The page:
To accelerate the assimilation operation, the government established Indian schools that attempted to quickly and forcefully Americanize Indian children. According to the founder of the Carlisle Indian School in Pennsylvania, the schools were developed to “kill the Indian and save the man.” In order to accomplish this objective, the schools compelled students to speak only English, wear proper American clothing and to switch their Indian names with more “American” ones. These new regulations helped bring Native Americans closer to the conclusion of their original tribal identity and the start of their existence as citizens under the complete control of the U.S. authorities.
Native American Treaties with the United States
In 1887, Congress approved the General Allotment Act, the most significant part of the U.S. government’s assimilation platform, which was designed to “civilize” American Indians by teaching them to become farmers. In order to make this happen, Congress wanted to create private title of Indian land by dividing reservations, which were collectively held, and giving each family their own plot of land.
In addition to this, by forcing the Native Americans onto limited plots, western developers and settlers could purchase the left over territory. The General Allotment Act, referred to as the Dawes Act, required that the Indian lands be surveyed and each family be awarded an allotment of between 80 and 160 acres, while unmarried adults received between 40 to 80 acres; the remaining territory was to be sold. Congress hoped that the Dawes Act would divide Indian tribes and stimulate individual enterprise, while trimming the expense of Indian supervision and providing prime land to be sold to white settlers.
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The Dawes Act proved to be disastrous for the American Indians; over the next decades they existed under regulations that outlawed their traditional way of living but didn’t supply the critical resources to support their businesses and families. Splitting the reservations into smaller parcels of land triggered the significant reduction of Indian-owned property. Inside thirty years, the tribes had lost over two-thirds of the acreage that they had controlled before the Dawes Act was passed in 1887; the majority of the remaining land was purchased by white settlers.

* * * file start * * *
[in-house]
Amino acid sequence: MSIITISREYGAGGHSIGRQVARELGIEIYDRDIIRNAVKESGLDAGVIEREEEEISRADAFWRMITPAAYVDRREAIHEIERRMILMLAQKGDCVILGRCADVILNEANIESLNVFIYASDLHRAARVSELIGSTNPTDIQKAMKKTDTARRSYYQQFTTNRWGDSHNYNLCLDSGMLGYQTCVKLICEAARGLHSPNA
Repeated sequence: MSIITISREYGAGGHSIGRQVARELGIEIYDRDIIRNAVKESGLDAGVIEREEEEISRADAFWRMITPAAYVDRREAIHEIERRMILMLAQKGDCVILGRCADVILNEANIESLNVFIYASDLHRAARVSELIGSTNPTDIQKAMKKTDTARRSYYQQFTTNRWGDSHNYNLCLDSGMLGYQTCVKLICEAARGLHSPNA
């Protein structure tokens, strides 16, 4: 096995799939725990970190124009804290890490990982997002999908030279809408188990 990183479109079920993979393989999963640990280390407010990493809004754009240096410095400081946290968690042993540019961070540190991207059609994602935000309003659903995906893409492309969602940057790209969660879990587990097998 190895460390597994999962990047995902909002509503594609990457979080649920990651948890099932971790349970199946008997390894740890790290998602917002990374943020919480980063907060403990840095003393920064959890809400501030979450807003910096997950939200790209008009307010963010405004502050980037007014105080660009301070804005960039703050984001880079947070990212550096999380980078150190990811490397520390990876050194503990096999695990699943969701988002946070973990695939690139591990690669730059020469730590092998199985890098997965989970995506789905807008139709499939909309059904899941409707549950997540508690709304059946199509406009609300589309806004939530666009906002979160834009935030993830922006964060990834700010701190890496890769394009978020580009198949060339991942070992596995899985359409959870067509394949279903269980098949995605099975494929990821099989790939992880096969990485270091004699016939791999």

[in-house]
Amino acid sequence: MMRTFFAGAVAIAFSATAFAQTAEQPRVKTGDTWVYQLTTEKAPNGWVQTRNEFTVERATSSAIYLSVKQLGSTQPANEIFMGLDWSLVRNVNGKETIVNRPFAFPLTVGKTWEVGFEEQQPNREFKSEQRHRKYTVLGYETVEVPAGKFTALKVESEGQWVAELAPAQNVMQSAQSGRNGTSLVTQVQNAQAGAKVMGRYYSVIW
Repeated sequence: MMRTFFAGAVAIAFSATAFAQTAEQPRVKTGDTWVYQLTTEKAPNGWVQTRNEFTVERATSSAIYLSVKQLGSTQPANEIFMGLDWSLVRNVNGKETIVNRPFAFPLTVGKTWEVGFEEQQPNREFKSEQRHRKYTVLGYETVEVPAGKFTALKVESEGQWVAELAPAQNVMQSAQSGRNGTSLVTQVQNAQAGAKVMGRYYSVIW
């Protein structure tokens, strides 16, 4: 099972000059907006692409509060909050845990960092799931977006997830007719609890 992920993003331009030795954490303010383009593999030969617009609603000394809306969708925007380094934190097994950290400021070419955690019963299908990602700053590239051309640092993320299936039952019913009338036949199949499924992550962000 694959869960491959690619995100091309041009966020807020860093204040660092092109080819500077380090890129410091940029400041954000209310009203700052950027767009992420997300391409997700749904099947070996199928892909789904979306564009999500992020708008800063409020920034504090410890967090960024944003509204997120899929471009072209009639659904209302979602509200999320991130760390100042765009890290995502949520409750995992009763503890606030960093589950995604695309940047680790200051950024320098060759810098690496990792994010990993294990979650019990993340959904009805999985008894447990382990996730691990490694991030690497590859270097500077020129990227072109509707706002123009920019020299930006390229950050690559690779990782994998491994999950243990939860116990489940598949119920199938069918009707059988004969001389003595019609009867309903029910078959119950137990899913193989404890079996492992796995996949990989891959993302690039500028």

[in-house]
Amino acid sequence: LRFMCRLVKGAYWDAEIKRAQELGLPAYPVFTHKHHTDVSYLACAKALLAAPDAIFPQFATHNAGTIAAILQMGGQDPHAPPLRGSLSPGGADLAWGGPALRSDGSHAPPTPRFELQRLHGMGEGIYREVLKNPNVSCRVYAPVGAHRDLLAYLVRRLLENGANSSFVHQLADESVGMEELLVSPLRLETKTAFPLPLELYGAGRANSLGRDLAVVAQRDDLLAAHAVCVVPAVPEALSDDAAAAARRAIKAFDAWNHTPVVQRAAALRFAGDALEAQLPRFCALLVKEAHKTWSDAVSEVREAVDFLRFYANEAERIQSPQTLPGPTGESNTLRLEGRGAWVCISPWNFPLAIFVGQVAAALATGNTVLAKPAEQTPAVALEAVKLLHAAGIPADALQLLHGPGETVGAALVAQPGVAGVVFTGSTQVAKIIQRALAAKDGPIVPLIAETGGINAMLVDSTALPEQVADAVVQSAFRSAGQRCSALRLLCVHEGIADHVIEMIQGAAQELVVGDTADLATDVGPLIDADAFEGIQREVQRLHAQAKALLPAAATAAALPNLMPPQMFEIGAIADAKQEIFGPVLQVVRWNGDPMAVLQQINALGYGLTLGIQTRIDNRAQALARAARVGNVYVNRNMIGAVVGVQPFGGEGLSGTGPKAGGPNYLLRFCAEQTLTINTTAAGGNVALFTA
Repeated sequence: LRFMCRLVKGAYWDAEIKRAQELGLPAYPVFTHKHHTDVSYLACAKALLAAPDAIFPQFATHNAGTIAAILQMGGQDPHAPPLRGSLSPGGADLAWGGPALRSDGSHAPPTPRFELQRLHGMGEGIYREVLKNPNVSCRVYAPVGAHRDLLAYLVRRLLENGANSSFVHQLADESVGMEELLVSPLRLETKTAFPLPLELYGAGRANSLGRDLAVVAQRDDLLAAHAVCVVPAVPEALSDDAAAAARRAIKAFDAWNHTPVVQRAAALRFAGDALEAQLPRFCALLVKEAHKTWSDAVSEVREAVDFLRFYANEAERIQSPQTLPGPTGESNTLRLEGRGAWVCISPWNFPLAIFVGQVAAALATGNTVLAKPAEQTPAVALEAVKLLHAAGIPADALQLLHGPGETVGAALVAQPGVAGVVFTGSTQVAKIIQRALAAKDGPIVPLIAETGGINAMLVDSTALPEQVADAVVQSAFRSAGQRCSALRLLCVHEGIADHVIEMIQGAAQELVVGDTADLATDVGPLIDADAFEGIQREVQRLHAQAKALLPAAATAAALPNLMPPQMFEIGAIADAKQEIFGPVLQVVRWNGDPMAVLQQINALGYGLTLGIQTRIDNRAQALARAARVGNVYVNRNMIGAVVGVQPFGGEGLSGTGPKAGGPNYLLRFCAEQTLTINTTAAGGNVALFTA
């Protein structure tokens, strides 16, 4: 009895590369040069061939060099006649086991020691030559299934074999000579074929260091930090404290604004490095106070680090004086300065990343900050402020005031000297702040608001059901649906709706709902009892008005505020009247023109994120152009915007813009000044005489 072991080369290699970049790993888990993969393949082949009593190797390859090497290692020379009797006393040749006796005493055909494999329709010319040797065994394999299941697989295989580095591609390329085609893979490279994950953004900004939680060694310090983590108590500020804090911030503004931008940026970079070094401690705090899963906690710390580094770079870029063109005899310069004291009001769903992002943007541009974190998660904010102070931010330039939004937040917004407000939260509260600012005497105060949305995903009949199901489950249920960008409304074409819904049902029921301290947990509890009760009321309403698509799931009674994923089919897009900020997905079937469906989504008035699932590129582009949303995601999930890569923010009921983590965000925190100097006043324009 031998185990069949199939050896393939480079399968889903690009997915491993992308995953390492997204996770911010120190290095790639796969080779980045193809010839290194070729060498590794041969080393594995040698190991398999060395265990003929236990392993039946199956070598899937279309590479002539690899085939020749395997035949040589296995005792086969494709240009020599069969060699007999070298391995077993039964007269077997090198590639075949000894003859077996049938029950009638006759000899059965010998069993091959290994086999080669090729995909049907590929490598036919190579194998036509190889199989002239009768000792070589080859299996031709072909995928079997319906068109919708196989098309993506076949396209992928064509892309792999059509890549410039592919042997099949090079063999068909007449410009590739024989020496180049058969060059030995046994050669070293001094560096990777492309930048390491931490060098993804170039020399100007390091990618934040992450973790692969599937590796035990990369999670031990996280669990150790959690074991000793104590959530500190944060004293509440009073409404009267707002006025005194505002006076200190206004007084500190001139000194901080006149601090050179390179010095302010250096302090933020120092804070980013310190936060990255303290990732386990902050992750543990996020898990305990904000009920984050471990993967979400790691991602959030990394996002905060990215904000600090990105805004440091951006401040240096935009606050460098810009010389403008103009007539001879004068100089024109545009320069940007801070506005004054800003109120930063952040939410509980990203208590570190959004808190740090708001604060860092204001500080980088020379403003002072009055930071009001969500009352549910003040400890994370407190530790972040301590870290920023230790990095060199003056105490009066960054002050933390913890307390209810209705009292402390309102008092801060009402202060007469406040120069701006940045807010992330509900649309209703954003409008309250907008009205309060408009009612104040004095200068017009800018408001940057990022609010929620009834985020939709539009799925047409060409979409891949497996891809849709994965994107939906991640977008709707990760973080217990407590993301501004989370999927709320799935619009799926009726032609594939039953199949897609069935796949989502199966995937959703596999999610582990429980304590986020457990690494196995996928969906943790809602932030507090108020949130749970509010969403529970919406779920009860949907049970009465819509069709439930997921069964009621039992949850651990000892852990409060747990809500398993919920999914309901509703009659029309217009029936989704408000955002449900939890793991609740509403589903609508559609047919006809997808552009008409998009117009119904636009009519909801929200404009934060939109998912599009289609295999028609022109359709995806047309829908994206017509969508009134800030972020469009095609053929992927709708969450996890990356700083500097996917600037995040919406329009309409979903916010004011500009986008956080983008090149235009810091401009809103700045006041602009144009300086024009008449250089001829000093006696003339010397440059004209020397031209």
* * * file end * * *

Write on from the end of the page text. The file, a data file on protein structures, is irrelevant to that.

Frequently, Native Americans were duped out of their allotments or were forced to sell off their property in order to pay bills and provide for their own families. Because of that, the Indians were not “Americanized” and were often unable to become self-supporting farmers or ranchers, as the creators of the Act had intended. Aside from that it developed anger among Indians for the U.S. government, as the allotment method sometimes ruined land that was the spiritual and societal focus of their lives.
Native American Culture
Between 1850 and 1900, life for Native Americans changed substantially. Through U.S. administration policies, American Indians were forced from their homes as their native lands were parceled out. The Plains, which they had previously roamed without limits, were now filling with white settlers.
The Upshot of the Indian Wars
Over the years the Indians ended up defrauded out of their property, food and lifestyle, as the federal government’s Indian plans forced them inside reservations and attempted to “Americanize” them. Many American Indian bands would not endure relocation, cultural destruction and military loss; by 1890 the Native American population was decreased to fewer than 250,000 persons. Due to generations of discriminatory and corrupt policies implemented by the United States authorities between 1850 and 1900, life for the American Indians was altered permanently.